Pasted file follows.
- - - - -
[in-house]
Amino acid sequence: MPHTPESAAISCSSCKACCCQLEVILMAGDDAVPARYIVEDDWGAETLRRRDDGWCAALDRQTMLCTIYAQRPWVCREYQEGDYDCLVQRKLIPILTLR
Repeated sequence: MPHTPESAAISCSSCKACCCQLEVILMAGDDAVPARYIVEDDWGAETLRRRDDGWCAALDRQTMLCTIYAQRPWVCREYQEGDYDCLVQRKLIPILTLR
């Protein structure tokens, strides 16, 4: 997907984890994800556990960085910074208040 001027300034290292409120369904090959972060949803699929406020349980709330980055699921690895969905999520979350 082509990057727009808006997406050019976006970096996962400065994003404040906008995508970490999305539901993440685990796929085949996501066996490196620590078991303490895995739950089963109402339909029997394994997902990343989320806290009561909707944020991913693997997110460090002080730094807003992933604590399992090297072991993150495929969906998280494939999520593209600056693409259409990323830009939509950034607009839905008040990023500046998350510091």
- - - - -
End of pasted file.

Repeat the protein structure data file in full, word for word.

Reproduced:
[in-house]
Amino acid sequence: MPHTPESAAISCSSCKACCCQLEVILMAGDDAVPARYIVEDDWGAETLRRRDDGWCAALDRQTMLCTIYAQRPWVCREYQEGDYDCLVQRKLIPILTLR
Repeated sequence: MPHTPESAAISCSSCKACCCQLEVILMAGDDAVPARYIVEDDWGAETLRRRDDGWCAALDRQTMLCTIYAQRPWVCREYQEGDYDCLVQRKLIPILTLR
């Protein structure tokens, strides 16, 4: 997907984890994800556990960085910074208040 001027300034290292409120369904090959972060949803699929406020349980709330980055699921690895969905999520979350 082509990057727009808006997406050019976006970096996962400065994003404040906008995508970490999305539901993440685990796929085949996501066996490196620590078991303490895995739950089963109402339909029997394994997902990343989320806290009561909707944020991913693997997110460090002080730094807003992933604590399992090297072991993150495929969906998280494939999520593209600056693409259409990323830009939509950034607009839905008040990023500046998350510091």